Going to at least one museum during a visit to New York City is a must. And there are some doozies here. Hit up the wonderful Neue Galerie on the Upper East Side to gawk at works by Gustav Klimt and Egon Schiele, among other Austrian artists; the Metropolitan Museum of Art is one of the world's great art museums; hit the Guggenheim just to be inside Frank Lloyd Wright's masterpiece of a building; and the Museum of Modern Art, or MoMA, the best museum for contemporary art in the country.


Go to an ATM in some parts of Queens, and you'll have the option to do the transaction in one of 16 different languages. Yes, this borough is extremely diverse. Which is why you should come here. Start in Jackson Heights where it has mostly Himalayan cultures (Tibetan, Nepali, Bangladeshi), cross over Roosevelt Avenue which is flanked with Mexican and Ecuadorian shops, restaurants, bars and street carts, and then you'll be in Elmhurst, home to some of New York's best Thai restaurants. Then there are the Greeks and Egyptians in Astoria, the Chinese and Koreans in Flushing, the Guyanese in Richmond Hill, the Bukharan Jews from Uzbekistan and Tajikistan in Rego Park, AKA "Regostan." The list could go on and on.

Minetta Tavern Restaurant
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New York is one of the best dining cities on the planet. Whether it's Michelin-worthy fare or salt-of-the-earth, no-frills goodness, you can please your palate in hundreds of different ways. Some no-brainer, must-eat spots include Minetta Tavern in the heart of Greenwich Village, for classic Big Apple dining (get the burger or splurge-worthy steak); Hanoi House in the East Village for incredible northern Vietnamese fare; Momofuku Noodle Bar for chef David Chang's first restaurant that happens to still be firing on all cylinders; Fish Cheeks for great Thai, Frenchette for life-affirming Gallic-accented fare; Ops in Bushwick, Brooklyn for the best pizza in any of the five boroughs; Tanoreen in Bay Ridge, Brooklyn for luscious Lebanese; St. Anselm in Williamsburg, Brooklyn, for anything meaty; Mercado Little Spain in Hudson Yards for high-quality Spanish classics from chef Jose Andres. and Hometown Bar-B-Que in Red Hook, Brooklyn, for the best barbecue in the city.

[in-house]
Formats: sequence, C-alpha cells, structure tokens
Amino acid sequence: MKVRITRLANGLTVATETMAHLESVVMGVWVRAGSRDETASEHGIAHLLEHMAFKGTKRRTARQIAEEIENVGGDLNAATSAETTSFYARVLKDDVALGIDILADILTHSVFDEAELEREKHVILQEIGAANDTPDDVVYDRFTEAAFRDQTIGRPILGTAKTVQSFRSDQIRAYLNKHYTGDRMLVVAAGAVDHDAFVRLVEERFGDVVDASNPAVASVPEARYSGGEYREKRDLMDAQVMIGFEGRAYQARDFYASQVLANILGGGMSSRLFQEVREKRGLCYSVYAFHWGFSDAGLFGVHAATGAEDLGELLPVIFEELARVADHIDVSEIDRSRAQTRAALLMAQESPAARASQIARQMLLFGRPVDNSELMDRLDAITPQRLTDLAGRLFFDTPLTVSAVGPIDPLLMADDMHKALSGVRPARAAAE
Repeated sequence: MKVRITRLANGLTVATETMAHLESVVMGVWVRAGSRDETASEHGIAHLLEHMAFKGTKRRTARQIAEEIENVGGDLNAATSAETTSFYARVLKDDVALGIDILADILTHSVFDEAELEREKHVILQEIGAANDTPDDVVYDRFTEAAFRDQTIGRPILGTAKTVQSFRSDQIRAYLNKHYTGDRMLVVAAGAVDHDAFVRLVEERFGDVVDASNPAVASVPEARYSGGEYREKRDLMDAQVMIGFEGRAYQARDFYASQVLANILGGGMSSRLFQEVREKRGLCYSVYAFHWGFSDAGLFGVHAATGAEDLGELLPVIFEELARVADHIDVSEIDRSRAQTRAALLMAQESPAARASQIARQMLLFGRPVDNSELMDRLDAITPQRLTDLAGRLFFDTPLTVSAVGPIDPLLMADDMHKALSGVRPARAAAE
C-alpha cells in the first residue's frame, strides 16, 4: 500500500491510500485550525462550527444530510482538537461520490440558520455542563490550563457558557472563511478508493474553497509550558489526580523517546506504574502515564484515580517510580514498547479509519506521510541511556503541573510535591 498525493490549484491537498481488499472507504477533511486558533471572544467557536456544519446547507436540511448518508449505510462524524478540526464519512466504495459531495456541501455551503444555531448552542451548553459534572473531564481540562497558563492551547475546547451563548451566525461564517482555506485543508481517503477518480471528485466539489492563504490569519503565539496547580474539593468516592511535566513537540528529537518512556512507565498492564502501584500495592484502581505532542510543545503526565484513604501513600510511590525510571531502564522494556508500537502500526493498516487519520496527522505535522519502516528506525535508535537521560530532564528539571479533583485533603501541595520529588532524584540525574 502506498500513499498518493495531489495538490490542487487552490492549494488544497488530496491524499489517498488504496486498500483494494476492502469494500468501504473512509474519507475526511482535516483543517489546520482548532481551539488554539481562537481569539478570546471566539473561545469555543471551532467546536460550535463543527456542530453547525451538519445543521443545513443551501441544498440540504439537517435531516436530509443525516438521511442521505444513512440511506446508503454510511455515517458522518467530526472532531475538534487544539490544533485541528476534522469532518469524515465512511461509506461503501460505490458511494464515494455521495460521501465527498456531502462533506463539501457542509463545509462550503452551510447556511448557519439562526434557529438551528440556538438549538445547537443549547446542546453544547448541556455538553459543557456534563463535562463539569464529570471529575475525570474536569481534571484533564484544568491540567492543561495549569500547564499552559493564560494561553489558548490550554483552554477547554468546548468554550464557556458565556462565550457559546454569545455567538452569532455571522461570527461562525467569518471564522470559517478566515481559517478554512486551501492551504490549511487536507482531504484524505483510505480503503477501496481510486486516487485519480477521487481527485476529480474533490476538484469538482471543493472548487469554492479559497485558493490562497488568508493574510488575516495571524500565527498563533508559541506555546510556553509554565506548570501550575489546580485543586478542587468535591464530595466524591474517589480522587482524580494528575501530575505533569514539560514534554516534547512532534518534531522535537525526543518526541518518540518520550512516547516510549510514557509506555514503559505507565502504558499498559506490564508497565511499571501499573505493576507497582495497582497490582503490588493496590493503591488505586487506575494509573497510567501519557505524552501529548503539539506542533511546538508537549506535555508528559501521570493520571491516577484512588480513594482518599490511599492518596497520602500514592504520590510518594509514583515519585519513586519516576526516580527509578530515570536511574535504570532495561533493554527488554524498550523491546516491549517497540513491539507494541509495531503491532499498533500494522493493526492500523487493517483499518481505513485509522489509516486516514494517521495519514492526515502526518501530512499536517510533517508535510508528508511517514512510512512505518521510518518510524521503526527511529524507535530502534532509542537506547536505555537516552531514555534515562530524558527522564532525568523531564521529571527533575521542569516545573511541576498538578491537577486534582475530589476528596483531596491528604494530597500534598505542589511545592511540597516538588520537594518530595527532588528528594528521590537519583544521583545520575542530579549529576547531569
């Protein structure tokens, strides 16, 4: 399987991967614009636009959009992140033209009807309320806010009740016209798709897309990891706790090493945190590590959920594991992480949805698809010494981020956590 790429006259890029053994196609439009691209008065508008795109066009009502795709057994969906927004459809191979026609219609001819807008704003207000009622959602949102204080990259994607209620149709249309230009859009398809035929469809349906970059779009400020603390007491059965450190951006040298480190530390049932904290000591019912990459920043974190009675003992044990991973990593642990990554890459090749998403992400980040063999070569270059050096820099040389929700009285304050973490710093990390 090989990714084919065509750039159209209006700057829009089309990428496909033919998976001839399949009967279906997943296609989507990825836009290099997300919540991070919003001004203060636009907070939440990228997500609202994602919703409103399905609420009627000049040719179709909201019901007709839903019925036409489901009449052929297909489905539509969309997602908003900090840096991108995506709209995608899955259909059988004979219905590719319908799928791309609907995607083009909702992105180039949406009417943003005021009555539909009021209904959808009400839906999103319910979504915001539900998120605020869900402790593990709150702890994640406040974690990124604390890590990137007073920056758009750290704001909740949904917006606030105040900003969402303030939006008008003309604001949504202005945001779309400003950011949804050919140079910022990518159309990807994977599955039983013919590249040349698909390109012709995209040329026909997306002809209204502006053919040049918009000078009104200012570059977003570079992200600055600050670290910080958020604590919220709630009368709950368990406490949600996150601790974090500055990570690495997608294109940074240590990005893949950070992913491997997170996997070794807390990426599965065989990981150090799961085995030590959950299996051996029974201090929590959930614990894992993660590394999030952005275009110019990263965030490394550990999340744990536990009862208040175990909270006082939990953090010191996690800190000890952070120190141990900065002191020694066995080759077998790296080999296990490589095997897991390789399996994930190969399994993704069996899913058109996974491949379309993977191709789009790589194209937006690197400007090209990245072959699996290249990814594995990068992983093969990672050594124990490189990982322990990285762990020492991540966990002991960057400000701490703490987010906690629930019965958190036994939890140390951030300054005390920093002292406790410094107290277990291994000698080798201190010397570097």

Staten Island Ferry
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Staten Island Ferry

Staten Island often gets overlooked by visitors and New Yorkers. It shouldn't. There's a Sri Lankan community on the island and great Sri Lankan restaurants, as well as some great New York-style pizzerias. The borough even has a Tibetan Buddhist center. And it's free to get to Staten Island: Hop on the free ferry and you'll be wowed from the views of lower Manhattan.

Tenement Museum

Taking up much of a short block on the Lower East Side, this fascinating museum allows guests to step back in history, 100+ years ago when the neighborhood was a bastion of recently arrived immigrants, mostly Italians, German, Poles and Jews. Guides, dressed in historical garb, take visitors through an actual preserved tenement building to show how the recently arrived lived in the late 19th and early 20th centuries.

103 Orchard St.

The West Village

It's very easy to get lost in the West Village. That's because of urban planning. Or lack thereof. When the street grid for Manhattan was created in the early 19th century, Greenwich Village (especially the western half of it, a.k.a. the West Village) already existed. It's streets, many of which curve or are diagonal), are a warren of confusion for the uninitiated. So, put away that map on your phone and get lost. Lurking down many of the streets are great restaurants and bars, shops, and boutiques.